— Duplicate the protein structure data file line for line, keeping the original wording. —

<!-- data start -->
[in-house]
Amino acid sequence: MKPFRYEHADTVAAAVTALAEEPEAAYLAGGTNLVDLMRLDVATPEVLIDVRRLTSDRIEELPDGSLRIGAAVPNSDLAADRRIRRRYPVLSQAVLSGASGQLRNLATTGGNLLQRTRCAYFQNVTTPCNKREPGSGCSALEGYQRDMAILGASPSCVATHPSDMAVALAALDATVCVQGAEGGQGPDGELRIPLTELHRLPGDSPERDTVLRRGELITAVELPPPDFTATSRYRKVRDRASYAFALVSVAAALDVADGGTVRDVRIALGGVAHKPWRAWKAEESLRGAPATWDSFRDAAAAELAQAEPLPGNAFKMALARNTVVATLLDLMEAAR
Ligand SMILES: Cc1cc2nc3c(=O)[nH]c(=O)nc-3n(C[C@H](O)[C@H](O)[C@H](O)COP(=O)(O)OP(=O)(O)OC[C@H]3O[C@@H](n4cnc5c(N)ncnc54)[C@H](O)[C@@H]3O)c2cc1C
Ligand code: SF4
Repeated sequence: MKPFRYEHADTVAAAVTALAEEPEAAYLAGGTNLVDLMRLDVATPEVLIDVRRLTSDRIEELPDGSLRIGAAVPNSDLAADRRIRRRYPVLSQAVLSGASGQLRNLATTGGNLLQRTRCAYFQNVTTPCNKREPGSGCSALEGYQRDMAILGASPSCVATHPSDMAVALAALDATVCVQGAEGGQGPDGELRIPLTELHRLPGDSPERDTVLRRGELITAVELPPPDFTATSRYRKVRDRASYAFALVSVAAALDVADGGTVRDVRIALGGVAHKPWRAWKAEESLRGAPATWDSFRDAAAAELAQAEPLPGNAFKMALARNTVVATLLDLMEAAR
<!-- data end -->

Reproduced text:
[in-house]
Amino acid sequence: MKPFRYEHADTVAAAVTALAEEPEAAYLAGGTNLVDLMRLDVATPEVLIDVRRLTSDRIEELPDGSLRIGAAVPNSDLAADRRIRRRYPVLSQAVLSGASGQLRNLATTGGNLLQRTRCAYFQNVTTPCNKREPGSGCSALEGYQRDMAILGASPSCVATHPSDMAVALAALDATVCVQGAEGGQGPDGELRIPLTELHRLPGDSPERDTVLRRGELITAVELPPPDFTATSRYRKVRDRASYAFALVSVAAALDVADGGTVRDVRIALGGVAHKPWRAWKAEESLRGAPATWDSFRDAAAAELAQAEPLPGNAFKMALARNTVVATLLDLMEAAR
Ligand SMILES: Cc1cc2nc3c(=O)[nH]c(=O)nc-3n(C[C@H](O)[C@H](O)[C@H](O)COP(=O)(O)OP(=O)(O)OC[C@H]3O[C@@H](n4cnc5c(N)ncnc54)[C@H](O)[C@@H]3O)c2cc1C
Ligand code: SF4
Repeated sequence: MKPFRYEHADTVAAAVTALAEEPEAAYLAGGTNLVDLMRLDVATPEVLIDVRRLTSDRIEELPDGSLRIGAAVPNSDLAADRRIRRRYPVLSQAVLSGASGQLRNLATTGGNLLQRTRCAYFQNVTTPCNKREPGSGCSALEGYQRDMAILGASPSCVATHPSDMAVALAALDATVCVQGAEGGQGPDGELRIPLTELHRLPGDSPERDTVLRRGELITAVELPPPDFTATSRYRKVRDRASYAFALVSVAAALDVADGGTVRDVRIALGGVAHKPWRAWKAEESLRGAPATWDSFRDAAAAELAQAEPLPGNAFKMALARNTVVATLLDLMEAAR